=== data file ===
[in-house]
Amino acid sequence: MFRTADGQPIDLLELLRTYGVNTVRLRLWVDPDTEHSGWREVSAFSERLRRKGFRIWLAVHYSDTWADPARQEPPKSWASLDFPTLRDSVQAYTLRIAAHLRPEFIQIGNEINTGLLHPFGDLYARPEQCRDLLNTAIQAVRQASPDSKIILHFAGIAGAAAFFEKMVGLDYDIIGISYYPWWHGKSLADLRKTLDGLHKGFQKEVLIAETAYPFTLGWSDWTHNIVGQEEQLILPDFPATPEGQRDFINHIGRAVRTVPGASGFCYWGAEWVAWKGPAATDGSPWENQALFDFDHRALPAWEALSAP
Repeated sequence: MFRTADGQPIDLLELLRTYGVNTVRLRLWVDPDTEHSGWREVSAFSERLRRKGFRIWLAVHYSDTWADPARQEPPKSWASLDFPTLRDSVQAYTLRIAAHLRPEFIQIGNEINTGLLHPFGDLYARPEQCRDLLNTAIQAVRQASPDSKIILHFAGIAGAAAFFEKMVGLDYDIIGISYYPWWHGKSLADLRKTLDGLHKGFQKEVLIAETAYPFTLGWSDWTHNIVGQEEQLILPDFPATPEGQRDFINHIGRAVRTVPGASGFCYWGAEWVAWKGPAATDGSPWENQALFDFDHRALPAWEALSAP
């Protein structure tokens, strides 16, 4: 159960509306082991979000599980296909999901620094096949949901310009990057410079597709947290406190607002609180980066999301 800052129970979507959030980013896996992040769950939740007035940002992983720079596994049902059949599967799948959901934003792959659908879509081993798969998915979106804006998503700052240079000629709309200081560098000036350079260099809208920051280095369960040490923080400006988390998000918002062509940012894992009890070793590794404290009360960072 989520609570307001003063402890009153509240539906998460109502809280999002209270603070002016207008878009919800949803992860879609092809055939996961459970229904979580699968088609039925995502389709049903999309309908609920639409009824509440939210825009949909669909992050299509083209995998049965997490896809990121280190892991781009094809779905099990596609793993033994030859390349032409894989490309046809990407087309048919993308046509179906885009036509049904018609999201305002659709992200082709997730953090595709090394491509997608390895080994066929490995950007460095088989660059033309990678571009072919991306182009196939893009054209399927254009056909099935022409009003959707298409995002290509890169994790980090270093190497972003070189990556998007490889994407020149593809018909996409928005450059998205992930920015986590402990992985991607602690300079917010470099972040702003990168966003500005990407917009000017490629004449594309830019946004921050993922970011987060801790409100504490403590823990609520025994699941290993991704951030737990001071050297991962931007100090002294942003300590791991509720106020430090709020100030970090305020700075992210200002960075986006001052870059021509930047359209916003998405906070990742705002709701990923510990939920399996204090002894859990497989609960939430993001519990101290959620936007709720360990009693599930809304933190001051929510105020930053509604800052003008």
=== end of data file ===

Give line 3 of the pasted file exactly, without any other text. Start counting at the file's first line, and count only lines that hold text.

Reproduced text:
Repeated sequence: MFRTADGQPIDLLELLRTYGVNTVRLRLWVDPDTEHSGWREVSAFSERLRRKGFRIWLAVHYSDTWADPARQEPPKSWASLDFPTLRDSVQAYTLRIAAHLRPEFIQIGNEINTGLLHPFGDLYARPEQCRDLLNTAIQAVRQASPDSKIILHFAGIAGAAAFFEKMVGLDYDIIGISYYPWWHGKSLADLRKTLDGLHKGFQKEVLIAETAYPFTLGWSDWTHNIVGQEEQLILPDFPATPEGQRDFINHIGRAVRTVPGASGFCYWGAEWVAWKGPAATDGSPWENQALFDFDHRALPAWEALSAP